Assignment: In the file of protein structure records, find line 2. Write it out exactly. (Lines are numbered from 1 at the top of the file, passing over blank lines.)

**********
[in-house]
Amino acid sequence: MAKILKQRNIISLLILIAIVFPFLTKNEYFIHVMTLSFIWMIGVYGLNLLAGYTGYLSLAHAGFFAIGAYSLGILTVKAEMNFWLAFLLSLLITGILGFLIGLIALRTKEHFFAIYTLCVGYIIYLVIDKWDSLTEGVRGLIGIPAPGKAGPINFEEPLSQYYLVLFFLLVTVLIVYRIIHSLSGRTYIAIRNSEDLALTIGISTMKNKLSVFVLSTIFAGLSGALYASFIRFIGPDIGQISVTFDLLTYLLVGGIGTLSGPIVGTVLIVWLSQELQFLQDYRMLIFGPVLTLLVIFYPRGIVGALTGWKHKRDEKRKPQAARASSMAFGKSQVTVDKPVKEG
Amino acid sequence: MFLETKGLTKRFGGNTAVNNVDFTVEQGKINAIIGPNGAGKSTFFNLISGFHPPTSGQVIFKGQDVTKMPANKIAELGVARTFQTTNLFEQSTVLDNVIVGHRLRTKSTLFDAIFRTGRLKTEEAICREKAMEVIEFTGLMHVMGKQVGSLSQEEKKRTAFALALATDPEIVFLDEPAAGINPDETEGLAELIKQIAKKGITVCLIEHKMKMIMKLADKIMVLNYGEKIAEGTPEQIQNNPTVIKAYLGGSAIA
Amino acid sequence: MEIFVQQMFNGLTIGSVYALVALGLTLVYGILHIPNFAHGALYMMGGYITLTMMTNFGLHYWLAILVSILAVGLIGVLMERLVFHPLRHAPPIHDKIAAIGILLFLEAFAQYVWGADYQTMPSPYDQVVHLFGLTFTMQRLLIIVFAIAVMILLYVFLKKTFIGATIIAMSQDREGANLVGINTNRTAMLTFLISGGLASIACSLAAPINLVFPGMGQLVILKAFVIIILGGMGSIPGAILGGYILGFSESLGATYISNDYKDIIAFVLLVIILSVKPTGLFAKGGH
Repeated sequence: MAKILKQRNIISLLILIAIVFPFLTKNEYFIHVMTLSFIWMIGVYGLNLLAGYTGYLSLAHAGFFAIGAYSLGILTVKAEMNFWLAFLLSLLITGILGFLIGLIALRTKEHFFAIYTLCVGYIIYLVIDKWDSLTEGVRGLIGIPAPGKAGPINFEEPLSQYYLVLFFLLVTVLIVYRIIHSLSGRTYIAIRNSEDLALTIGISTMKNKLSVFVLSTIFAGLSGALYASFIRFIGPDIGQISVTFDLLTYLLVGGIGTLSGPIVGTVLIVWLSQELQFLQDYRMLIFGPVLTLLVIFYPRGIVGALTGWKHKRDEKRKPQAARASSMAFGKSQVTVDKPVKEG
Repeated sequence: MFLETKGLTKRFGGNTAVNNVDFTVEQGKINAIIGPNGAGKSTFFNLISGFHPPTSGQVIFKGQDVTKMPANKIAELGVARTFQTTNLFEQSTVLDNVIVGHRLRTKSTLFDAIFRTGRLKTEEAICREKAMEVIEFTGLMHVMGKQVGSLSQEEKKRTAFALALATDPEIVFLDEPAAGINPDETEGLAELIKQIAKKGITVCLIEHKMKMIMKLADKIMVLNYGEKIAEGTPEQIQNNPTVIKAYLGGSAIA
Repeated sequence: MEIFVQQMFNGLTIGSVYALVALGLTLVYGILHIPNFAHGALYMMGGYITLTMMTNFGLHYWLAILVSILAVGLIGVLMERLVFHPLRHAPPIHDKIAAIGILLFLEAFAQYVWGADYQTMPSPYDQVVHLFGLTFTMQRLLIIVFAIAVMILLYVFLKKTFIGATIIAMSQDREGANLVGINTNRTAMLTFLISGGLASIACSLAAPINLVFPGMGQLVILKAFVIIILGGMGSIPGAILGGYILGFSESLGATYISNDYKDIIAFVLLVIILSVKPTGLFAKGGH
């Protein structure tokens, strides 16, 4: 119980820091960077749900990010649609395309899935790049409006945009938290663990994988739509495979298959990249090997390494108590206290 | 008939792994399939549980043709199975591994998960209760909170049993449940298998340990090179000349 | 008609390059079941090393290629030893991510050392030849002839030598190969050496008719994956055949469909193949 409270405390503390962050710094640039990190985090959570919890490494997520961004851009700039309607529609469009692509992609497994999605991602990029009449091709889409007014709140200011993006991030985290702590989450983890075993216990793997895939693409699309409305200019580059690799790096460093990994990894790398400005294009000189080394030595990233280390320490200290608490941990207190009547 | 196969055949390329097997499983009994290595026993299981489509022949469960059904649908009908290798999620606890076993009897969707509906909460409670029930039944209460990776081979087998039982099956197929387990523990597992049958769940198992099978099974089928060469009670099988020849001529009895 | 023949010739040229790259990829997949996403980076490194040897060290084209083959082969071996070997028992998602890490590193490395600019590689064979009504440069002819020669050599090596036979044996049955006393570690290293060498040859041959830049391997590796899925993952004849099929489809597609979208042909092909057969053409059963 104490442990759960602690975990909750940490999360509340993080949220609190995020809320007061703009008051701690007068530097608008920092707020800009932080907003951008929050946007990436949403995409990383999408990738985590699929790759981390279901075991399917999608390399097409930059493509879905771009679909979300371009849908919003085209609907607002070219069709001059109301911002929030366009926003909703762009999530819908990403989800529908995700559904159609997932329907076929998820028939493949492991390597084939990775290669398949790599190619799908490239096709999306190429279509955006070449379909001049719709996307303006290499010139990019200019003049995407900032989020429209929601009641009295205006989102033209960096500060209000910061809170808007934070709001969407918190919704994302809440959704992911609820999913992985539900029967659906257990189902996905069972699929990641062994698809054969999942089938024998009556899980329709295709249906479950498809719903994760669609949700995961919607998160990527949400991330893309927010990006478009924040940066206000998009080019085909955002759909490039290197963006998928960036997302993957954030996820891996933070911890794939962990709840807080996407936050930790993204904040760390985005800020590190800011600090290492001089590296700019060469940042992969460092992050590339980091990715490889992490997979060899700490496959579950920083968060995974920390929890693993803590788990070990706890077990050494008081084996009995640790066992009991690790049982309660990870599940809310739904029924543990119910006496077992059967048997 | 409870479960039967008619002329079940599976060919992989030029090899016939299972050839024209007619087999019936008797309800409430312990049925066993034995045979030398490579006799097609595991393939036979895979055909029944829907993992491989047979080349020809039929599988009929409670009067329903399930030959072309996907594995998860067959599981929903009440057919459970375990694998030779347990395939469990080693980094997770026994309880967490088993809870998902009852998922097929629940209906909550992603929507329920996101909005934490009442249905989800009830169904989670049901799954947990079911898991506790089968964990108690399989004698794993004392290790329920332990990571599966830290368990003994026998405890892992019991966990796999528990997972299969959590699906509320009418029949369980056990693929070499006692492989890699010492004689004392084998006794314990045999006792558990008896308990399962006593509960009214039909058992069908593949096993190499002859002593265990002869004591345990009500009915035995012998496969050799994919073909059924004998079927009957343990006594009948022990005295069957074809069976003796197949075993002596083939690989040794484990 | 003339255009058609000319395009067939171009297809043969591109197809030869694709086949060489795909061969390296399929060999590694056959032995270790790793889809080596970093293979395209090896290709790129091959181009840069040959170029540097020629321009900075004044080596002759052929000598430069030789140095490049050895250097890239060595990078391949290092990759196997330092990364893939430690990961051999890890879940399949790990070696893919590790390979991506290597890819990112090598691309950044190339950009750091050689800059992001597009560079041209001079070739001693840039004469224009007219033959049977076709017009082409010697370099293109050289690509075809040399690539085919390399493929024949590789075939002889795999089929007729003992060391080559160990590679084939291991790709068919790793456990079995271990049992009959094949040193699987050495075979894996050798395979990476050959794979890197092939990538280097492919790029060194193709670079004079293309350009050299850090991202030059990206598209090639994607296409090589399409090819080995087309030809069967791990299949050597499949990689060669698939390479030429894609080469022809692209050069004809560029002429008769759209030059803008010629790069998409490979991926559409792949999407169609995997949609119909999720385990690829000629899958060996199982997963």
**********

Amino acid sequence: MAKILKQRNIISLLILIAIVFPFLTKNEYFIHVMTLSFIWMIGVYGLNLLAGYTGYLSLAHAGFFAIGAYSLGILTVKAEMNFWLAFLLSLLITGILGFLIGLIALRTKEHFFAIYTLCVGYIIYLVIDKWDSLTEGVRGLIGIPAPGKAGPINFEEPLSQYYLVLFFLLVTVLIVYRIIHSLSGRTYIAIRNSEDLALTIGISTMKNKLSVFVLSTIFAGLSGALYASFIRFIGPDIGQISVTFDLLTYLLVGGIGTLSGPIVGTVLIVWLSQELQFLQDYRMLIFGPVLTLLVIFYPRGIVGALTGWKHKRDEKRKPQAARASSMAFGKSQVTVDKPVKEG